It also reflected the first full month of data not affected by China’s New Year holidays in February, which disrupt production for months.
“But there are signs in the rest of today’s data that the economy is losing momentum,” Evans-Pritchard said in the note.
The retail sector — which China is counting on to propel it to consumption-fueled development — was one area that fell short of expectations with sales growth slowing to 9.4 percent from 10.1 percent in March.
The indicator fell below the 10 percent forecast by analysts, and reflected a broadly downward trend seen over the past 12 months.
Expansion in fixed-asset investment also sagged to seven percent on-year for the first four months, from the 7.5 percent recorded in January to March.
“Looking ahead, domestic spending is likely to continue to soften given the headwinds from slowing credit creation,” said Evans-Pritchard.
The data comes at a time of great uncertainty for China’s export machine as political machinations in Washington threaten shipments to one of its largest markets.
Moody’s warns of ‘structural weaknesses’ in Argentinean economy
Ratings agency Moody’s warned Argentina about the ‘structural weakness’ in its economy.
It also warned that the government’s measures to face the ‘financial turbulence’ in the past two weeks would be effective but would drag GDP growth down in 2018, Xinhua reported.
In a report, Moody’s said that “high inflation, a heavy reliance on investor flows and a small domestic financial and credit market” had exposed Argentina’s ‘significant structural weaknesses’.
Gabriel Torres, Moody’s vice president and senior credit officer for Argentina, wrote that “the peso’s weakening is credit negative in light of Argentina’s very high reliance on portfolio flows to fund both its fiscal and its external current account deficits”.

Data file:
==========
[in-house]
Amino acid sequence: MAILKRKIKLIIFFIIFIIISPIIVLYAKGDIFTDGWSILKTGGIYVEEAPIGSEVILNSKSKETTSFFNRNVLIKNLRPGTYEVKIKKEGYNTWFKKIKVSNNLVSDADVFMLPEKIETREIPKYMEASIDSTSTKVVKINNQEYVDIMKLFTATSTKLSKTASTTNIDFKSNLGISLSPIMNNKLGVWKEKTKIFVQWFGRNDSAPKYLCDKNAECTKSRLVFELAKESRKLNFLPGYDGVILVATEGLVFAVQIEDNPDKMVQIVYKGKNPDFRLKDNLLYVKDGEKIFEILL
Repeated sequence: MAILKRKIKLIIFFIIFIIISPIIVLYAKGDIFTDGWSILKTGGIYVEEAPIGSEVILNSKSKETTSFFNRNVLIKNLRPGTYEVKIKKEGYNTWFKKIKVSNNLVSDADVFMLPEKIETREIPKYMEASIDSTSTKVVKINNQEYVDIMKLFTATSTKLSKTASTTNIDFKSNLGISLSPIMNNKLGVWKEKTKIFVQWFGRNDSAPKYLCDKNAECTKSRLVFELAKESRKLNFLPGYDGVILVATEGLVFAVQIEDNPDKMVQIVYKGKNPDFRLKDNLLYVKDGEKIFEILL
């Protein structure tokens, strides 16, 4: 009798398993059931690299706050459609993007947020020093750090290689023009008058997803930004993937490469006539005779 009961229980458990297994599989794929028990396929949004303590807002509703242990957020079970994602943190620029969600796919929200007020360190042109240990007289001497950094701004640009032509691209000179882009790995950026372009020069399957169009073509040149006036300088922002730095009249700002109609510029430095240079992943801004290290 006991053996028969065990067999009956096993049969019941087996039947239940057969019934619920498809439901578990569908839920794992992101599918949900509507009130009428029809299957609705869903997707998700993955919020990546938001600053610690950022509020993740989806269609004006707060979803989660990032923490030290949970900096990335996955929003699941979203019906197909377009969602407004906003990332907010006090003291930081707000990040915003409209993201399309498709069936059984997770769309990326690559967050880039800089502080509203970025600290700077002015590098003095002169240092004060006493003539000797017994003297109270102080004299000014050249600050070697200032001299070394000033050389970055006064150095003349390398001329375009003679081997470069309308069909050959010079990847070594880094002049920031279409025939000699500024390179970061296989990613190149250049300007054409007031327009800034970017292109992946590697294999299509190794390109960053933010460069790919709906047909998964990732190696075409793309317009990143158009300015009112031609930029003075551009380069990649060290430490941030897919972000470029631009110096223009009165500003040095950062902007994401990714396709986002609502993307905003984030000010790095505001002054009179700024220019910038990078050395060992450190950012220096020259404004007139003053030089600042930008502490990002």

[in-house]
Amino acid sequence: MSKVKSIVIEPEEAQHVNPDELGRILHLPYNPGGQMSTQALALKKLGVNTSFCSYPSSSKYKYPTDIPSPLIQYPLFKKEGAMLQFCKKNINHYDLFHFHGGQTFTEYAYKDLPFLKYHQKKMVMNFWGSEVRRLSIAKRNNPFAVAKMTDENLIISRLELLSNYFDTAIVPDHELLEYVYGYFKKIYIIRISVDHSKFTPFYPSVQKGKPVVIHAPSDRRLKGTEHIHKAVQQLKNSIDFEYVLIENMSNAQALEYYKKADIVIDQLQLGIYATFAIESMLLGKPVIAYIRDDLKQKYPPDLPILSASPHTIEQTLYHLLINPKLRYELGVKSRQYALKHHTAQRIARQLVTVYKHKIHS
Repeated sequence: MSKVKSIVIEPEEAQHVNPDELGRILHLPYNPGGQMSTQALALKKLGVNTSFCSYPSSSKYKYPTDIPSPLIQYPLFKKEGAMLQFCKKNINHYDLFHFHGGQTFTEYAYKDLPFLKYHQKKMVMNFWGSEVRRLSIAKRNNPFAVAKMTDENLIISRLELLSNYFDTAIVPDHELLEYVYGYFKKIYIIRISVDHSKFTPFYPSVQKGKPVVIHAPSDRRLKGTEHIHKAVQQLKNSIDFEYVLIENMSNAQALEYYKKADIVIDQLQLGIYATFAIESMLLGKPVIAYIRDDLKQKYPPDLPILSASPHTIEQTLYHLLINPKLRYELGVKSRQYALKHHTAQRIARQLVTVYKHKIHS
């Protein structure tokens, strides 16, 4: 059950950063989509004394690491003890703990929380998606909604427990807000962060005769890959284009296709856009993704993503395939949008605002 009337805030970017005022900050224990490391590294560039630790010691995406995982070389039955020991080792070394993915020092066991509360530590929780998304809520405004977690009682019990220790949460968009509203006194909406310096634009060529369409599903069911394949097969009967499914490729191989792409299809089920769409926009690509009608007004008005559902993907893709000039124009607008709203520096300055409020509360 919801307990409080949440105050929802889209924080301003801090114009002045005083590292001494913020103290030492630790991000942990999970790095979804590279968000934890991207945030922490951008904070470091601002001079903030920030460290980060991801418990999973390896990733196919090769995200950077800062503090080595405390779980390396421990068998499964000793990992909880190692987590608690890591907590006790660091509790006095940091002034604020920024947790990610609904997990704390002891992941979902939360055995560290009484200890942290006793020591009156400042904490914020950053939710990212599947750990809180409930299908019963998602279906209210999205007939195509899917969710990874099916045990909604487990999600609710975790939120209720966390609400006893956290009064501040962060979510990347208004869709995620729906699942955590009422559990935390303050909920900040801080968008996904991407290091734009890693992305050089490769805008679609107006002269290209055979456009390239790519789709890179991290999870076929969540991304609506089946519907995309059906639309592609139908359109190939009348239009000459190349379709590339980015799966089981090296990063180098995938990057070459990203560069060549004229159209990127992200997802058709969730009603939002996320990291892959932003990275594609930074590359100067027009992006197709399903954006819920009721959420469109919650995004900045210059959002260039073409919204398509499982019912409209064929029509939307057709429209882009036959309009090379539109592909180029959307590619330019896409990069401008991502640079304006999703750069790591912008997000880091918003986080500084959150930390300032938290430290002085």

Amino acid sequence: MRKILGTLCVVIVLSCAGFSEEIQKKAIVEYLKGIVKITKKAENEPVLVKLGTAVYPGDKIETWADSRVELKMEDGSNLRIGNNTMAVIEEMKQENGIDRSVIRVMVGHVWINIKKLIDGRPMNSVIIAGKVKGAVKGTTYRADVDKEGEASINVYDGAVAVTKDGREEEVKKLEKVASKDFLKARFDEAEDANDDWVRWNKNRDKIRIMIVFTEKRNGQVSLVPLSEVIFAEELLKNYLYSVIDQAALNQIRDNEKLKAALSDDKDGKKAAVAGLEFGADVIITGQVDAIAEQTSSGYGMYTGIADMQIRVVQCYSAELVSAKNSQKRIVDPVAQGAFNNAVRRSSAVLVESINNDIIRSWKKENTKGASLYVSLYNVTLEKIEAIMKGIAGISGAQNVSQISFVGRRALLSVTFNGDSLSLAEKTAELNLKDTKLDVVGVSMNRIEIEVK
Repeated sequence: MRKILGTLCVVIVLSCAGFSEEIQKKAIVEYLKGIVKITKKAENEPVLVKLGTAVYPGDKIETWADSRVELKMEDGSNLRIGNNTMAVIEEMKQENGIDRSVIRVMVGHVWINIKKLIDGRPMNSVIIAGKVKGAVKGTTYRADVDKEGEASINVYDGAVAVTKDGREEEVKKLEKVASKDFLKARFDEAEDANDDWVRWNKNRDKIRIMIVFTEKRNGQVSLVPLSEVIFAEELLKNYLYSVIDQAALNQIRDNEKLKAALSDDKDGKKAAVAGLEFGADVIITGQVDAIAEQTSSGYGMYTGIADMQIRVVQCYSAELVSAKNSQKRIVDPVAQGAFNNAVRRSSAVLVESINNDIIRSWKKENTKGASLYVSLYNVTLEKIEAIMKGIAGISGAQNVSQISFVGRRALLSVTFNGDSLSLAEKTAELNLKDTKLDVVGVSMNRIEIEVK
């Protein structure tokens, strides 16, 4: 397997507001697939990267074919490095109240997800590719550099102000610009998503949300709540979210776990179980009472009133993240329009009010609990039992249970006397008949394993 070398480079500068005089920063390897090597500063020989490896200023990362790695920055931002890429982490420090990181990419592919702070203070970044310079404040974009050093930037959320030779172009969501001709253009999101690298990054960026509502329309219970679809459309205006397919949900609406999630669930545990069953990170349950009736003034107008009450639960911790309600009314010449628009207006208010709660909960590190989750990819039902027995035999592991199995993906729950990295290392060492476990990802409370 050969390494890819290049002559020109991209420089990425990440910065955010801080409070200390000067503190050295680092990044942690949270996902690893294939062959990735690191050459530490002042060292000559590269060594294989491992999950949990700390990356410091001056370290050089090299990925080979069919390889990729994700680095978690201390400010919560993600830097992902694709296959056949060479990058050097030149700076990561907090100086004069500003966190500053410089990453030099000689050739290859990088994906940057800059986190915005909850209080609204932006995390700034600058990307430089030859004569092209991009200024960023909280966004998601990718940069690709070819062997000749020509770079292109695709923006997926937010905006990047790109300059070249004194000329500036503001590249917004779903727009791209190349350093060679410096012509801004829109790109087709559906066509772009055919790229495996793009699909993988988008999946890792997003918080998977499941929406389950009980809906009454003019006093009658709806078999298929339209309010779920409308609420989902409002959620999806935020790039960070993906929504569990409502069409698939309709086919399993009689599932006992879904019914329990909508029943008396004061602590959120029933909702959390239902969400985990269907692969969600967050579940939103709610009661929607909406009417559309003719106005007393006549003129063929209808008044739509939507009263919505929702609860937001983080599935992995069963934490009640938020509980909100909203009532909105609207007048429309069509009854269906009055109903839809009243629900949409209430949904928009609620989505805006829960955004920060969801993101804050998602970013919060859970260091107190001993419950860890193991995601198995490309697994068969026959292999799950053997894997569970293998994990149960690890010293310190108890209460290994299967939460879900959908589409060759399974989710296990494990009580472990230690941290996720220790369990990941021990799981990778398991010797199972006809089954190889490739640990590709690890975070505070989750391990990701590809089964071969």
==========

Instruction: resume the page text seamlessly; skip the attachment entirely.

Torres said that the government’s response has included “sharp increases in interest rates, a reduction in 2018 public investment and the opening of discussions with the IMF for a flexible credit line”.
However, while he accepted that these “proactive actions seek to deter financial turbulence from affecting the real economy”, he predicted they would lead to
lower economic growth this year.
Moody’s said that peso’s depreciation began in late 2017 after the central bank announced it was relaxing its inflation targets.
“The peso began significantly depreciating late last year following the central bank’s easing of inflation targets. Investor outflows and portfolio rebalancing have resulted in a depreciation of 24 percent since the beginning of 2018,” said the statement.
After two weeks of currency volatility, the dollar reached its highest point against the peso on Friday, which traded at 23.73 for one dollar. On Monday, this shot up further to 25.1 for one dollar.
The Argentinean central bank has intervened in the market to halt the slide of the peso, including increasing its base interest rate to 40 percent.
Last Tuesday, Argentina’s Treasury Minister, Nicolas Dujovne, traveled to Washington to meet IMF chief Christine Lagarde and discuss the amount and conditions of a line of credit.
According to a statement from the treasury ministry, the line of credit would be of the ‘Stand by’ type, one of the IMF’s traditional modes of financing but which sees it involve itself in the economic policies of the country in question.
Analysts believe the IMF is likely to offer between $20 billion and $30 billion to Argentina, although Buenos Aires needs to account for a similar amount on Tuesday due to the expiration of treasury bonds.
The central bank is set to renew them, however, along with a rise in the interest rate of such bonds.
South Korea’s shipbuilding industry
South Korea’s shipbuilding industry is showing signs of recovery after years of struggling with the global downturn, a senior financial regulator said on Tuesday.